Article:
Monday, March 22, 2012
It has rained most nights we have been here and it is so loud, pounding on the tin roof, but it’s nice. Thankfully, it wets down the dust but doesn’t make it a muddy mess.
All the walls of the orphanage are framed, but we haven’t been able to get the plans for how to put the roof trusses together, which is frustrating. The team tried and tried to figure out how they go together, but it was impossible. Please pray that the company will send us good plans for that very soon. (Before sending this email, I got one from the company, Supaframe, with the plans – praise the Lord!)
They got the front and rear walls framed and up on the center part of the guest house. They put up the center beam for the roof over that. They made the beam out of 4 layers of 2x8s and it’s 28 feet long, and weighs probably about 500 lbs. It took numerous Haitians, ropes and ladders and careful coordinating to help them get the beam up in place – it was quite an accomplishment and they were glad that Cal-OSHA wasn’t there to supervise how they pulled it off.
Larry got a new name. He was jealous of Joe because all kids liked talking to him because they could say his name and none of them could say Larry, they kept saying things like, “Wawy.” LOL. So he changed his name to “Jay,” and now he’s popular with the kids. The kids call Corey, “Cool.” Greg and his father-in-law, Brett, were having some bonding moments – they both claimed they the other was yelling at him all day, but they were laughing about it – I don’t know what was going on there, lol. Bob was assembling lumber and Gary kept jumping up like Shreck scaring him. I think people are starting to get delirious or something in the sun???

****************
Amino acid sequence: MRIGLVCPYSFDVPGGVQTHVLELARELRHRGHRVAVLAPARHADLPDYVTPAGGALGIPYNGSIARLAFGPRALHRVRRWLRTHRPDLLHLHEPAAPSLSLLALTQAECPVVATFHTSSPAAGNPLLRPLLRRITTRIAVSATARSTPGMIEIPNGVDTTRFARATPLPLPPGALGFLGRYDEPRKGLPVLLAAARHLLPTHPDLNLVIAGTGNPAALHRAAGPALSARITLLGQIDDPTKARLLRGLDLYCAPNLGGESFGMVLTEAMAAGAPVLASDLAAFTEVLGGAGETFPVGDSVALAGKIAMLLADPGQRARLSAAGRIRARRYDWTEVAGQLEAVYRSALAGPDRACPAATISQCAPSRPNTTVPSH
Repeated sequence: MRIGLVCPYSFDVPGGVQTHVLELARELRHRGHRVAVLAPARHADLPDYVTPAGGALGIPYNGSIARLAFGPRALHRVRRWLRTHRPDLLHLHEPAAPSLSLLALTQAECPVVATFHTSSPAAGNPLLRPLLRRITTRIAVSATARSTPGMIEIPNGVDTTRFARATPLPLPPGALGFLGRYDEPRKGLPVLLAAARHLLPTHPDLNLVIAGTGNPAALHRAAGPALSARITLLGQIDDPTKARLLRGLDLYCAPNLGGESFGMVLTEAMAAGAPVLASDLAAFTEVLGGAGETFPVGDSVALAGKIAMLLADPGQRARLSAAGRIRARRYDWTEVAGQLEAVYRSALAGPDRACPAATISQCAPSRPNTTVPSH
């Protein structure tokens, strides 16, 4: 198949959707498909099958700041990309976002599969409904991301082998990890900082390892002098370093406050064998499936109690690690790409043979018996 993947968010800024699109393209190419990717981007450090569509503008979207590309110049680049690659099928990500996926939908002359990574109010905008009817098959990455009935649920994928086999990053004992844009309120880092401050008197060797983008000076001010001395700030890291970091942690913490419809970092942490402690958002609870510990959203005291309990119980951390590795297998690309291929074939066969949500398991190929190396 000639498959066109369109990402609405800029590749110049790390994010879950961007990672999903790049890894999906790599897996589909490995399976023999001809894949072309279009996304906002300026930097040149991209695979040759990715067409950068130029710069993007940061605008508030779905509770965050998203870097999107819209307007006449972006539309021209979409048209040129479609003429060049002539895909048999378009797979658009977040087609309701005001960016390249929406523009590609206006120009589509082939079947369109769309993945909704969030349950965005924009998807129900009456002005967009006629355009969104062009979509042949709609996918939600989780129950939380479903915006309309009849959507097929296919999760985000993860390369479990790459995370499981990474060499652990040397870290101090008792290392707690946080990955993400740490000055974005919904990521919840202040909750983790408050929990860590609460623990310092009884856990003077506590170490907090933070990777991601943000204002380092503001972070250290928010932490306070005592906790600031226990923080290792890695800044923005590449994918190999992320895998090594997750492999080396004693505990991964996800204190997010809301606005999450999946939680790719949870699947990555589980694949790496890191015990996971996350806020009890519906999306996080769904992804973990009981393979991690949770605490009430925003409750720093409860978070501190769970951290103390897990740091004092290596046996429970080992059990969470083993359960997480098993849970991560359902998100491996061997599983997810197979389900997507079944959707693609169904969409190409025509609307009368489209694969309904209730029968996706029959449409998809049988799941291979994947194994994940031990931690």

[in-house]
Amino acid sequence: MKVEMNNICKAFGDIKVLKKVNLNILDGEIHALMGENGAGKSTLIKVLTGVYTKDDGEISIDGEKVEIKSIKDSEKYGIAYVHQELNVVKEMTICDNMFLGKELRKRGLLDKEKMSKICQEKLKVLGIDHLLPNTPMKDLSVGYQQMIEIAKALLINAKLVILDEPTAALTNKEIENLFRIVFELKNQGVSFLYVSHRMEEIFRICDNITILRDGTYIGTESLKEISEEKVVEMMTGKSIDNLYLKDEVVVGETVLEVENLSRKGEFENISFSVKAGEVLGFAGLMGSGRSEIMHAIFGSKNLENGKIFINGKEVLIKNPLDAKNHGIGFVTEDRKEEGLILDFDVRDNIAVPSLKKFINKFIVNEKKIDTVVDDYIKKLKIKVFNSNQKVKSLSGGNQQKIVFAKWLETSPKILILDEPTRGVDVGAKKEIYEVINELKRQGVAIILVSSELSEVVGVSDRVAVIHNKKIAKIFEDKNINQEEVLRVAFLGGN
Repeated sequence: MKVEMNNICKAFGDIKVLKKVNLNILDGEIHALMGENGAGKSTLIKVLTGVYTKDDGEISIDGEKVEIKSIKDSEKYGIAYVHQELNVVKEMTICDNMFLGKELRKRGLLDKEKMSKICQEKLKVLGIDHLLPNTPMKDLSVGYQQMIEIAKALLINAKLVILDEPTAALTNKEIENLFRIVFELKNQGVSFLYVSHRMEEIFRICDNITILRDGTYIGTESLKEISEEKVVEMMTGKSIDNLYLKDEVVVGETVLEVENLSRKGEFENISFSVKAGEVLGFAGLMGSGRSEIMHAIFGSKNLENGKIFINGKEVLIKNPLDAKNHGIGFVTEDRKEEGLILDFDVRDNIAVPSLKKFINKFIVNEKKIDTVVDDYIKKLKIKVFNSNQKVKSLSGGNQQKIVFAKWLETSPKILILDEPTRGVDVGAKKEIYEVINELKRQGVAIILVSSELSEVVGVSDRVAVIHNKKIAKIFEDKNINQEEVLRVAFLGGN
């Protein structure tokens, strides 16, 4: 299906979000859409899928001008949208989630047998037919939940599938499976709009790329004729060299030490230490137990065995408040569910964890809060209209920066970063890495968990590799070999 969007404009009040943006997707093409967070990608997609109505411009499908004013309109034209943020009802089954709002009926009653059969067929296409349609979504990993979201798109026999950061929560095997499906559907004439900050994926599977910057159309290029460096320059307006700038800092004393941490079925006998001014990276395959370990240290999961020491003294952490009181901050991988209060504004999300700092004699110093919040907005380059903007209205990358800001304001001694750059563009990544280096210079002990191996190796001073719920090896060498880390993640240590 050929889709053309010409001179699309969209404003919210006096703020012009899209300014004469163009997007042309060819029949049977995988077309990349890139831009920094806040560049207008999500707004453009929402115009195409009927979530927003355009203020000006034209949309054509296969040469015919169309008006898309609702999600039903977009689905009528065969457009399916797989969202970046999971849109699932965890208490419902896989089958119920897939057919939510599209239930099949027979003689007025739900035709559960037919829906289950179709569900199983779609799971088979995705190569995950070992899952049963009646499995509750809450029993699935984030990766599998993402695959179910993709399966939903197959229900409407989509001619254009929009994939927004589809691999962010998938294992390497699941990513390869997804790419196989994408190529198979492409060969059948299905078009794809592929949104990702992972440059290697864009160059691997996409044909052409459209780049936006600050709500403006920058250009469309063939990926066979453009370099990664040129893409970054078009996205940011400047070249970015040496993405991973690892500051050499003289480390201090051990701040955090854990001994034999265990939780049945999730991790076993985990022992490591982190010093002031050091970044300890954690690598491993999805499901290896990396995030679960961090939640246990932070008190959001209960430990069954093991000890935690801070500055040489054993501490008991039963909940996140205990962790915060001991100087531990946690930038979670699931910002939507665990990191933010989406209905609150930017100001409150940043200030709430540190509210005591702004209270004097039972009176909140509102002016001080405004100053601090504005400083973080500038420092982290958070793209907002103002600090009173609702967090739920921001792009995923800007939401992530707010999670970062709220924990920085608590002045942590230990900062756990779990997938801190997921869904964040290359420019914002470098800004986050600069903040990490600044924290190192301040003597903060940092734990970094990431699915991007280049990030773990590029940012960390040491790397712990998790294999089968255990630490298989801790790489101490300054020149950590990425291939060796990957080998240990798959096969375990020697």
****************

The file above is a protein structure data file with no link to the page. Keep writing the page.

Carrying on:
Victoria and Brittany worked with the Haitian kids Davidson and Roslande to pick up trash all over the property, bless their hearts. They also spent time hanging out with the village kids and teaching them English and learning Creole from them. Nichole was practically teaching an English class to the villagers hanging around the property.
Several people sponsored Haitian kids so that they could go to the Lifeline school.
Nedy, one of the “Bobsons” would come around the house, waiting on the porch for, as he calls them, his “Mommy and Daddy and brother.” Mind you, he is a very tall, older teenage boy, who probably has a family of his own.
The wall around the property is all done except for the top being capped and the rebar cut. I designed a gate and Osmy got it ordered.
Ryan and I had to go to Port separately, but met up at the immigration building to get our fingerprints done. The bank still wouldn’t give me a bank statement (it’s another world down here…) but they said they would give it to Candice tomorrow. Once she gets that and gives it to Solane, our legal helper in the government office, we will have everything (and it’s A LOT) done for our permanent residency, which will be complete in about a month. Praise God! Ryan’s hunter/tracker skills sure do come in handy here. Even our professional Haitian drivers get lost in Port in certain areas (it’s total chaos there), and somehow, Ryan drives around, even to difficult areas like where this office is, and he drives back out of the city or to other hardware stores, no problem. It’s pretty amazing.